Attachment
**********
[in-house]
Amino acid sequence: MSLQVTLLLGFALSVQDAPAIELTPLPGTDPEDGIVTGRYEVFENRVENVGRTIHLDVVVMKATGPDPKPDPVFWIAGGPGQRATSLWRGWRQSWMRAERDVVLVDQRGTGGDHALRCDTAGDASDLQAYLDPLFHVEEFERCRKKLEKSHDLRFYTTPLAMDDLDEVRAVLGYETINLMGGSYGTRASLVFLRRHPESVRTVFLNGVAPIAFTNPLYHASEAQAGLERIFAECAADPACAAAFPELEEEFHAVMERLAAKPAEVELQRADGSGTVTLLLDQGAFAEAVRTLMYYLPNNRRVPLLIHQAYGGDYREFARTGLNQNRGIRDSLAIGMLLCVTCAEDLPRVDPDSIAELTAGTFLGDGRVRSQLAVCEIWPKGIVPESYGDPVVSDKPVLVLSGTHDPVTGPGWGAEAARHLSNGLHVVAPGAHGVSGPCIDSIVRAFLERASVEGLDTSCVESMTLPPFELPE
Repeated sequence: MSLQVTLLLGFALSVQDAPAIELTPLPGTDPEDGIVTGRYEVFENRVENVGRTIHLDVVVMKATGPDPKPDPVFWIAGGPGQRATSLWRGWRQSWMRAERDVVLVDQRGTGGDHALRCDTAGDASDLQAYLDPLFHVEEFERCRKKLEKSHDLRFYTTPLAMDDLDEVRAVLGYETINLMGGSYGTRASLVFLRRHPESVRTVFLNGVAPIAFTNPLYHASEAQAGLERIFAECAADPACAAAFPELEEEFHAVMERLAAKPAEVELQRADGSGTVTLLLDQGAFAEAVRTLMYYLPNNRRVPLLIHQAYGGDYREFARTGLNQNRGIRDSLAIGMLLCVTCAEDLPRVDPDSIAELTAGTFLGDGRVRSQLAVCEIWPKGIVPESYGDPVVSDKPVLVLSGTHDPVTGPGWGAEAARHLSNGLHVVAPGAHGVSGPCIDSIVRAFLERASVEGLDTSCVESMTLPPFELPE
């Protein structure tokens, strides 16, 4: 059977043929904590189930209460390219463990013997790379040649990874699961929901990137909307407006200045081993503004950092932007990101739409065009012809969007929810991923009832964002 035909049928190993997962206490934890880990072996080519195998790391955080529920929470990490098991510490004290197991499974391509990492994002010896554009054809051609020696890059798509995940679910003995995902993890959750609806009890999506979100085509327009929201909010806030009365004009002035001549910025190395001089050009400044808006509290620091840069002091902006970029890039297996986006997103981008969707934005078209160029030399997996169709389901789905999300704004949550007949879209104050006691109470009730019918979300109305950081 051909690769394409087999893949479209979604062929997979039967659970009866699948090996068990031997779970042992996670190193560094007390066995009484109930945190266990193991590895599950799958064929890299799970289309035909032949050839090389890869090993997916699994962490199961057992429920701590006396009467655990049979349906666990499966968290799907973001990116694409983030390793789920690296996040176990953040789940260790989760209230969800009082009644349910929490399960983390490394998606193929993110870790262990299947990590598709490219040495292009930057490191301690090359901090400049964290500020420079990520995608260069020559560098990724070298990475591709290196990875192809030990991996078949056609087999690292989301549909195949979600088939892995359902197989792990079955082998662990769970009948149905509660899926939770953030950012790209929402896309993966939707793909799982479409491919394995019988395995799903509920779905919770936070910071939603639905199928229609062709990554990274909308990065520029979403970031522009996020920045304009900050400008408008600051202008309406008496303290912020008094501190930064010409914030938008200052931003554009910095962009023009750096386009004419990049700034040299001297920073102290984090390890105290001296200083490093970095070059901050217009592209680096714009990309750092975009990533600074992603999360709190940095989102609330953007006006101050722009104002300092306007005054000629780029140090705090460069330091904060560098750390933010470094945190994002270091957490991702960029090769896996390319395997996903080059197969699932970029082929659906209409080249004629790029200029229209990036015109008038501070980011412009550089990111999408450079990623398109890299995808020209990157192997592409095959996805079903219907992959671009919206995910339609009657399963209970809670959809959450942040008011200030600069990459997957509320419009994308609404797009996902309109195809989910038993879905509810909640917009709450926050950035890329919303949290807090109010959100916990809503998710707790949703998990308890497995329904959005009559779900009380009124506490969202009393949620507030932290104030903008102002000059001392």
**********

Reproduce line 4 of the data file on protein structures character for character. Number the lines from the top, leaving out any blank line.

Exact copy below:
């Protein structure tokens, strides 16, 4: 059977043929904590189930209460390219463990013997790379040649990874699961929901990137909307407006200045081993503004950092932007990101739409065009012809969007929810991923009832964002 035909049928190993997962206490934890880990072996080519195998790391955080529920929470990490098991510490004290197991499974391509990492994002010896554009054809051609020696890059798509995940679910003995995902993890959750609806009890999506979100085509327009929201909010806030009365004009002035001549910025190395001089050009400044808006509290620091840069002091902006970029890039297996986006997103981008969707934005078209160029030399997996169709389901789905999300704004949550007949879209104050006691109470009730019918979300109305950081 051909690769394409087999893949479209979604062929997979039967659970009866699948090996068990031997779970042992996670190193560094007390066995009484109930945190266990193991590895599950799958064929890299799970289309035909032949050839090389890869090993997916699994962490199961057992429920701590006396009467655990049979349906666990499966968290799907973001990116694409983030390793789920690296996040176990953040789940260790989760209230969800009082009644349910929490399960983390490394998606193929993110870790262990299947990590598709490219040495292009930057490191301690090359901090400049964290500020420079990520995608260069020559560098990724070298990475591709290196990875192809030990991996078949056609087999690292989301549909195949979600088939892995359902197989792990079955082998662990769970009948149905509660899926939770953030950012790209929402896309993966939707793909799982479409491919394995019988395995799903509920779905919770936070910071939603639905199928229609062709990554990274909308990065520029979403970031522009996020920045304009900050400008408008600051202008309406008496303290912020008094501190930064010409914030938008200052931003554009910095962009023009750096386009004419990049700034040299001297920073102290984090390890105290001296200083490093970095070059901050217009592209680096714009990309750092975009990533600074992603999360709190940095989102609330953007006006101050722009104002300092306007005054000629780029140090705090460069330091904060560098750390933010470094945190994002270091957490991702960029090769896996390319395997996903080059197969699932970029082929659906209409080249004629790029200029229209990036015109008038501070980011412009550089990111999408450079990623398109890299995808020209990157192997592409095959996805079903219907992959671009919206995910339609009657399963209970809670959809959450942040008011200030600069990459997957509320419009994308609404797009996902309109195809989910038993879905509810909640917009709450926050950035890329919303949290807090109010959100916990809503998710707790949703998990308890497995329904959005009559779900009380009124506490969202009393949620507030932290104030903008102002000059001392």